Initial claims continue weakening trend, not signaling recession this year

Initial claims continue weakening trend, but are not signaling recession this year

Initial jobless claims declined -2,000 (from an upwardly revised 233,000), to 231,000 last week, vs. the 50+ year low of 166,000 set in March. The 4 week average rose further, by 7,250 to 231,750, compared with the all-time low of 170,500 twelve weeks ago.  Continuing claims declined 3,000 (from an upwardly revised 1,331,00) to 1,328,000, which is 22,000 above their 50 year low set on May 6:

Initial claims have been in an uptrend for nearly 3 months. If this continues one more week, they will no longer qualify as a “positive” in my array of short leading indicators, although they have not risen to levels that would change their rating to a negative.

Which brings up the issue, in this weak and deteriorating economy, just what would it take to flip this indicator to negative?

Four years ago in 2018, discussing a similar increase, I reviewed the entire 50+ year history of initial claims, concluding that “there are almost always one or two periods a year where the four week moving average of jobless claims rises between 5% and 10%. About once every other year for the past 50+ years, it rises over 10%. Typically (not always!) it has risen by 15% or more over its low before a recession has begun. And a longer term moving average of initial claims YoY has, with one exception, turned higher before a recession has begun.”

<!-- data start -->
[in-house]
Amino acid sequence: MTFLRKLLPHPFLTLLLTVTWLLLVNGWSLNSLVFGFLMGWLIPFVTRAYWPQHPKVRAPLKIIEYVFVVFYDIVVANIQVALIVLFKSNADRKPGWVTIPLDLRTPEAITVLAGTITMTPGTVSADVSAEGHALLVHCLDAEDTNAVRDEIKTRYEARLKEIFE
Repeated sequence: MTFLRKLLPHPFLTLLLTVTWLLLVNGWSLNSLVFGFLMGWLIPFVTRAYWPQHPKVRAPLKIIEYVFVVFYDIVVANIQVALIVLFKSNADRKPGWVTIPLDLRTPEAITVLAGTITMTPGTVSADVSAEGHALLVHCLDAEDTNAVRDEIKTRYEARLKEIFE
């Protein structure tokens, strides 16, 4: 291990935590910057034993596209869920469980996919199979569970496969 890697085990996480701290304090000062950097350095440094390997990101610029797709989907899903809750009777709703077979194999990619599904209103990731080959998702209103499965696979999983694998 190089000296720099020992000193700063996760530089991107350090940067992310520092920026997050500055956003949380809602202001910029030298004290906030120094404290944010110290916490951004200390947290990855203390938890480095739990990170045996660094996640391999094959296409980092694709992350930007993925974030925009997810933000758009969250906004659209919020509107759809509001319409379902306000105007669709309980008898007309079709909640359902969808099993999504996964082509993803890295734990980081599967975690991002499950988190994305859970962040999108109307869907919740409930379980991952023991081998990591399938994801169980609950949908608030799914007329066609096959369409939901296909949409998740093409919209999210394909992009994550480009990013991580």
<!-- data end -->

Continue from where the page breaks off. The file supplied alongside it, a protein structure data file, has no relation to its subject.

The first criterion can’t be graphed using FRED tools, but here’s what the second criterion looks like historically:

The current situation fulfills the first criterion, as claims are up about 35% from their *very* low starting point, but fails the second criterion. Claims are down roughly 45% from one year ago:

At the moment, claims have stabilized in the range of 230,000. At worst, the current uptrend in claims (so far!) is consistent with a potential 0.1% uptick in the unemployment rate going into autumn, which as I discussed last week, under the Sahm Rule it’s very unlikely that the unemployment rate will signal the onset of a recession during that time. Even if claims were to continue to rise from here on average about 4,000 a week (their average for the last 12 weeks), they would not turn negative YoY until November, which would be a short leading indicator for a recession thereafter.